Mixing species will also create multi-layered 3D forests. Trees do not have the same mature height. In our Miyawaki forests, we plant different species according to their four final heights:

  1. shrub layer
  2. sub-tree layer
  3. tree layer
  4. canopy layer

Dense multi-layered forest will be a shield against the burning sun and storm winds. The forest will also keep moisture allowing all members to thrive.

Also read: The Miyawaki Method for Creating Forests

Lesson #3 – Life is chaos, accept it and adapt

On monoculture forests, trees are planted:

  • in rows
  • with the same spacing between each other
  • with clear pathways for large machinery.

In natural forests, fertilization is done by the wind or by wandering pollinators. Young trees can begin life at the foot of the mother tree or a few miles away. It is a total random disorder

This Chaos model is an optimized system. This tactic is the best protection from windstorms, powerful floods or even heavy snowfall. Any outside energy that attempts to attack the forest will be dissipated in a turbulent flow. There will be no chain reaction, with a domino effect, over a long distance. For example in Japan, Miyawaki forests are even planted on the coast to mitigate the effects of tsunamis.

This Nature management of chaos has been applied in the Miyawaki planting technique. For us, for example, we provide 3 saplings per square meter to the planter. Then it’s up to you and your creativity to plant it as you like in your square. This gives a plantation that has a non-linear layout and that is much closer to what Nature does. And that’s why Dr. Miyawaki loved to plant trees with kids. Because it is a well-organized mess!

Lesson #4 – You need a healthy base to thrive

To keep growing, you need good roots. This is true for trees but also for human beings 😊.

When you imagine a natural forest or even a jungle, you can easily feel under your feet soft and smooth ground. In comparison, most urban lands have a compact and hard soil. It has been compacted by years of human activity, rolling with heavy machinery. On this soil, it will be quite difficult and energy-consuming for trees to develop roots.

In the Miyawaki method, soil preparation is a cornerstone. We add three different types of organic matter:

  1. perforator
  2. nourishment
  3. water retention

This generates a soft and loose soil. With no pesticides or chemical fertilizer.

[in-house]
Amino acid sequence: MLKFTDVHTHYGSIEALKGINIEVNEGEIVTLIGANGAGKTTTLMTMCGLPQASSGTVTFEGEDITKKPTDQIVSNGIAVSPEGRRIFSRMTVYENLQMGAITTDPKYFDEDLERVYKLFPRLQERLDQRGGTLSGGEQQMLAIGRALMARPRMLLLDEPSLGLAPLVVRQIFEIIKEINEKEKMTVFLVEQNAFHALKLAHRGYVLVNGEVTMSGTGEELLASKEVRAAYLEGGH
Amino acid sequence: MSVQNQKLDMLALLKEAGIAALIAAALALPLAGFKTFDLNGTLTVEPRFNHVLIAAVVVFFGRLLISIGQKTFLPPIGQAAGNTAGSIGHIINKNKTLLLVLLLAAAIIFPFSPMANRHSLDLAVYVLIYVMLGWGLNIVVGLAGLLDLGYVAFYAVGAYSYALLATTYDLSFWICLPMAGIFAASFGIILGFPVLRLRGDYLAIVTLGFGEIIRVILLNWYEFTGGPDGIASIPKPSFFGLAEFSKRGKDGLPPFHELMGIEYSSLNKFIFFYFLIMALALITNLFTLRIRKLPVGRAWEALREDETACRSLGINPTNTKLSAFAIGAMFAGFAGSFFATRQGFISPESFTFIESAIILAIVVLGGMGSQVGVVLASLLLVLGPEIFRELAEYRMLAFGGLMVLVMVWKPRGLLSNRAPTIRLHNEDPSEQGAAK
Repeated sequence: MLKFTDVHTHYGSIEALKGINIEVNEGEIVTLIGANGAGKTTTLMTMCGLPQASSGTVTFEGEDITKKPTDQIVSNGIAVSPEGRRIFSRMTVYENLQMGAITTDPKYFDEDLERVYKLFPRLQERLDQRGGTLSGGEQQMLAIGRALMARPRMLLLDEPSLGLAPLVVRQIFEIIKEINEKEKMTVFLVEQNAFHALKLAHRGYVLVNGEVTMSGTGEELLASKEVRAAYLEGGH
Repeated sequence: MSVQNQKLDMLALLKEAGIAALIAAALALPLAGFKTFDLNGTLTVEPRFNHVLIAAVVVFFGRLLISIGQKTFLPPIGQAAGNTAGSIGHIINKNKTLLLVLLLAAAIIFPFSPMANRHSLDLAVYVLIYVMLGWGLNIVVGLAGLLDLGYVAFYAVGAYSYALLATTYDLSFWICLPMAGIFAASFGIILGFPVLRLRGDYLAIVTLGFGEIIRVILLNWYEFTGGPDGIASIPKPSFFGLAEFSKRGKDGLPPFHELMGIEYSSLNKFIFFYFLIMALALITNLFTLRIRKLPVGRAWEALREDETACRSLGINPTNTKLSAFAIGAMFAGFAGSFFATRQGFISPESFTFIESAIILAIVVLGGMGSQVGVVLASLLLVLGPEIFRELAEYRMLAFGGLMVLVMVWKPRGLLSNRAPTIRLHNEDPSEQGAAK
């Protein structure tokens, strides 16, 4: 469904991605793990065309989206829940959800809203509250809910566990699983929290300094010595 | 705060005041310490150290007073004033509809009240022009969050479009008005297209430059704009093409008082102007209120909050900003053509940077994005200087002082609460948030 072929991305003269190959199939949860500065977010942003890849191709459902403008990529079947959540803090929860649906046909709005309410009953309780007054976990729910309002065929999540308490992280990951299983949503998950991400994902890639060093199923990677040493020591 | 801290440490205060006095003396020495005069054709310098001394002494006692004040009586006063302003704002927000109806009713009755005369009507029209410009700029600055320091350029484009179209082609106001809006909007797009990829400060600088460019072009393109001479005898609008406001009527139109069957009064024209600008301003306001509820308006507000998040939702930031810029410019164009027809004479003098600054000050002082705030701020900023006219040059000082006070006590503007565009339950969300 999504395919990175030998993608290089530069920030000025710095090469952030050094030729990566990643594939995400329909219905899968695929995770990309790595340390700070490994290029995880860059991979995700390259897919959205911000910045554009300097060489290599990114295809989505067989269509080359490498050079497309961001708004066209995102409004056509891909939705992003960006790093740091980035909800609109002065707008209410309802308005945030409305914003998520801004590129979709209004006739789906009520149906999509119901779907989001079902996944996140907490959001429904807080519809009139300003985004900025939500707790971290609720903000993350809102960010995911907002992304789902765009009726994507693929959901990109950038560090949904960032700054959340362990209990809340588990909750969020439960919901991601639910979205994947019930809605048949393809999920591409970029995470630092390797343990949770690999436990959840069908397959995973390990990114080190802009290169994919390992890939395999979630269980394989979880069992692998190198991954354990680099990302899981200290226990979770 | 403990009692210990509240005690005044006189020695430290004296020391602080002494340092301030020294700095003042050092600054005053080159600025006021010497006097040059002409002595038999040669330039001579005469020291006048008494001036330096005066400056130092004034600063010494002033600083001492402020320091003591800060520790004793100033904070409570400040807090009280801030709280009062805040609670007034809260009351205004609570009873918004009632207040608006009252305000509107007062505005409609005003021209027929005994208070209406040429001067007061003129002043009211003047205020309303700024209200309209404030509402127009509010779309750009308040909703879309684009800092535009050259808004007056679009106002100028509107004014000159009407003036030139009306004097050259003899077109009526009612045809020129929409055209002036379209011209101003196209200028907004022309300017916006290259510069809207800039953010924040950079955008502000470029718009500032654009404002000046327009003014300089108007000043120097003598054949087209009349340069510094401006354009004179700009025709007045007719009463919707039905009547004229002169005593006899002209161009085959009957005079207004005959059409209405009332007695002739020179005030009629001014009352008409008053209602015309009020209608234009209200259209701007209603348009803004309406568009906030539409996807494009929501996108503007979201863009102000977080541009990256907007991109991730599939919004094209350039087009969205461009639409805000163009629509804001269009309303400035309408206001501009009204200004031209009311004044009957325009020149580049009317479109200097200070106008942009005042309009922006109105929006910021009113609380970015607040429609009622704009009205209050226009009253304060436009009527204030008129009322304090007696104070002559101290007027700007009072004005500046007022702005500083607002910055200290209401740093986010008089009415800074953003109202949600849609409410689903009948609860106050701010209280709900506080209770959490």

Nature brings all the organic enrichment, in a balanced ecosystem.

A good health of the soil is the basis of a thriving forest. For two years, you will weed twice a year in your Miyawaki forest. After that, your mini forest will be completely maintenance-free. Mulching with straw/hay will decay. The leaves will fall to the ground enriching it. It will generate a high-quality humus.

This healthy soil is a major contributor to the success of Miyawaki forests. This partly explains why the seedling survival rate is better with Miyawaki forests. It is around 90% in a Miyawaki forest compared to 65% in a conventional plantation.

How can mini-forests team up with regenerative farming?

Jean-Baptiste (JB) Chaudron is from France. Historically, from a family of farmers and foresters. As many, he moved to the city. He became an engineer and worked for 16 years in Systems efficiency. 

Jean-Baptiste (JB) Chaudron

As a family and in France, in parallel of his job, he planted several hundred trees, in different mini-forests. These mini-forests can be planted in small areas and are quickly self-sufficient. The positive impacts on the local environment have been noticed directly. Discussing the projects around, a lot of people were interested to do the same. JB has supported mini-forest projects for other people: from schools, to private individuals in their backyard and also companies on the side of their building. Moving to the Netherlands in 2022, he decided to create the company Restore Forest to scale this activity of mini-forest and improve local environments.

JB has created a network of people interested by taking actions with mini-forests. Participative planting festivals are the target. Projects are already funded by donors. Right now, he is missing the connections with Dutch farmers who own some available land where it could be possible to plant mini-forests. He is looking for: 

1) Available and free land where to plant mini-forests.

It can start from 100 m². The mini-forest could be used as agroforestry, bocage hedges (for protection against wind, noise or pollutants…) or even just a recreational area (with table in the middle of the mini forest 😊). 

2) Supply of materials from the farm

In the soil preparation, animal dung, mulch/straw and organic matter such as wood small parts are needed. He would like to supply these from the farm. 

These mini-forest projects would be a great way to create a nice connection between the regenerative farmer community and regular citizens, including children.